The Forgotten Founding Father: Noah Webster's Obsession and the Creation of an American Culture

The Forgotten Founding Father: Noah Webster's Obsession and the Creation of an American Culture

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by Joshua Kendall
     
 

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American's own The Professor and the Madman: a story of Noah Webster, author of American English.

Noah Webster's name is now synonymous with the dictionary he created, but his story is not nearly so ubiquitous.

Webster hobnobbed with various Founding Fathers and was a young confidant of George Washington and Ben Franklin. He started America

Overview

American's own The Professor and the Madman: a story of Noah Webster, author of American English.

Noah Webster's name is now synonymous with the dictionary he created, but his story is not nearly so ubiquitous.

Webster hobnobbed with various Founding Fathers and was a young confidant of George Washington and Ben Franklin. He started America's first daily newspaper, predating Alexander Hamilton's New York Post. His "blue-backed speller" for schoolchildren sold millions of copies and influenced early copyright law. But perhaps most important, Webster was an ardent supporter of a unified, definitively American culture, distinct from the British, at a time when the United States of America were anything but unified-and his dictionary of American English is a testament to that.

Editorial Reviews

Noah Webster (1758-1843) is best known, of course, for his breakthrough 1828 American Dictionary of the English Language, but according to author Joshua Kendall (The Man Who Made Lists), lexicography was just one of Webster's claims to fame. In fact, the thesis of his new book is that this proud Connecticut Yankee deserves credit as one of our true Founding Fathers. Kendall doesn't argue that Webster fought on Revolutionary War frontlines or ghost wrote the Declaration of Independence; instead, he maintains that this energetic 18th century polymath helped create a unified, distinctly American culture. A full-bodied view of a great man who had become a footnote.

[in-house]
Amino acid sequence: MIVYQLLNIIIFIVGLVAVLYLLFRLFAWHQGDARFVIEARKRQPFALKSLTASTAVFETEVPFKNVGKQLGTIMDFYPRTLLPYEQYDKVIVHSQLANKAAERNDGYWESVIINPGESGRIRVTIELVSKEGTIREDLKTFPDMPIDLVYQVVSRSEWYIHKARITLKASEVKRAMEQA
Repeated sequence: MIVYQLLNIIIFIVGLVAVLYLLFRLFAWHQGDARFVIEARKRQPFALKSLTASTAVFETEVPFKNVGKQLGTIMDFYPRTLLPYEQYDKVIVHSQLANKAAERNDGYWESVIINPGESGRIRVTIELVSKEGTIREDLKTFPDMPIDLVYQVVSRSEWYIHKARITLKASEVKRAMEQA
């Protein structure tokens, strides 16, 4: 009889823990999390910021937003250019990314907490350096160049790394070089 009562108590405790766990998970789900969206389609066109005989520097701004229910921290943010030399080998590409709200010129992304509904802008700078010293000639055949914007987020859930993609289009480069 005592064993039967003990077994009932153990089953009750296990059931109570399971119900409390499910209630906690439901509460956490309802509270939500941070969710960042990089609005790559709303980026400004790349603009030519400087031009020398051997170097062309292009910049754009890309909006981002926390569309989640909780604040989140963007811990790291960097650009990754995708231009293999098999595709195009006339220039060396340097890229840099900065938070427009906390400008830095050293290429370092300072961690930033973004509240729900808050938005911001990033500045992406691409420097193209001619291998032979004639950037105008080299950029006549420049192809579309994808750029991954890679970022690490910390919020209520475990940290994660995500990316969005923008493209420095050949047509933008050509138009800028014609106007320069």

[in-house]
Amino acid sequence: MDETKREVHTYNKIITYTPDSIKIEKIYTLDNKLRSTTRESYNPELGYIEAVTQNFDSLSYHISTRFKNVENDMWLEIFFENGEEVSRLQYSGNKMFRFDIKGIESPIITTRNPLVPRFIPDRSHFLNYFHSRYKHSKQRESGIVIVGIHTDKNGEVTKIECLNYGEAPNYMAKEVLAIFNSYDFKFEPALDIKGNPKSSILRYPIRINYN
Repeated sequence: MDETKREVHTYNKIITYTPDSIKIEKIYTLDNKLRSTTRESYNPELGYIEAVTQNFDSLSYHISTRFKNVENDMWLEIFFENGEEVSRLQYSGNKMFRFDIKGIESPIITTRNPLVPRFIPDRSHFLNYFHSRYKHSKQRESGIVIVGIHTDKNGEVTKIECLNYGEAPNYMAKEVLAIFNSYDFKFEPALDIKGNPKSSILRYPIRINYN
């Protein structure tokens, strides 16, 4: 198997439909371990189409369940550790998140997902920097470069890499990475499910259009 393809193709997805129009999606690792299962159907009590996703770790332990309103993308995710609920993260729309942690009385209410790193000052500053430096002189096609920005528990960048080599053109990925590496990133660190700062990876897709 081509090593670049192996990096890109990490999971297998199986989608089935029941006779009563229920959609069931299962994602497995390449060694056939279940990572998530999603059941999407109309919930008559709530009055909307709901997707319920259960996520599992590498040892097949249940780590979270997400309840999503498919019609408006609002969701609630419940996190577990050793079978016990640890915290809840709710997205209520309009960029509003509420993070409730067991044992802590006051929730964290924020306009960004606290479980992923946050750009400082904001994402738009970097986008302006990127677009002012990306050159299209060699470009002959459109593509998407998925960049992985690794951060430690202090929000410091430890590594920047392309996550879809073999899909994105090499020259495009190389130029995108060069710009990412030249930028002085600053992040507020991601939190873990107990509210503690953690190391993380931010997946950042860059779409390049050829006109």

Publishers Weekly
In 1828 Noah Webster published the groundbreaking American Dictionary of the English Language and secured his niche as an avatar of a distinct American culture. Kendall (The Man Who Made Lists) honors Webster's crucial contributions to early American nationalism, which extended far beyond his primary obsession, the written word. Kendall paints a complex portrait of Webster (1758–1843), a man he claims "housed a host of contradictory identities: revolutionary, reactionary, fighter, peacemaker, intellectual, commonsense philosopher, ladies' man, prig, slick networker and loner." In spite of his flaws, Webster, Kendall argues not wholly successfully, belongs among the ranks of America's notable founders, associating with George Washington and Ben Franklin, among others, to craft an early American identity rooted in national pride and a distinctly American lexicon. Citing frequent references to Webster's nervous afflictions, Kendall ventures the somewhat shaky diagnosis of obsessive-compulsive disorder. The book includes the politics of the "forgotten" founder, for example, noting that Webster "detested Andrew Jackson as the second coming of Jefferson," and a wide range of his activities, including helping found Amherst College. Kendall provides an intriguing look at one of America's earliest men of letters that is sure to appeal to lovers of both words and history. (Apr.)
Library Journal
Kendall (The Man Who Made Lists: Love, Death, Madness, and the Creation of Roget's Thesaurus) provides a compelling chronicle of the foremost name in American lexicography. A part of the celebrated Yale graduating class of 1778 and a lifelong social and political conservative, Noah Webster had a penchant for rubbing people the wrong way as pronounced as his knack for words. His mechanism for coping with recurrent depression, compiling data, would lead to the creation of one of the best-known works in American history. While lacking in pure literary talent, Webster was a master of self-promotion who relentlessly lobbied for extensive copyright laws, a stronger national union, and the creation of a uniquely American identity. VERDICT Though the title of Kendall's work may overplay Webster's political legacy, this is certainly a poignant look into the life of a figure who played a central role in the historical development of the American language. Kendall capably delves beyond the realm of words and into Webster's social and intellectual worlds. Recommended for fans of historical biography and early American cultural history.—Brian Odom, Pelham P.L., AL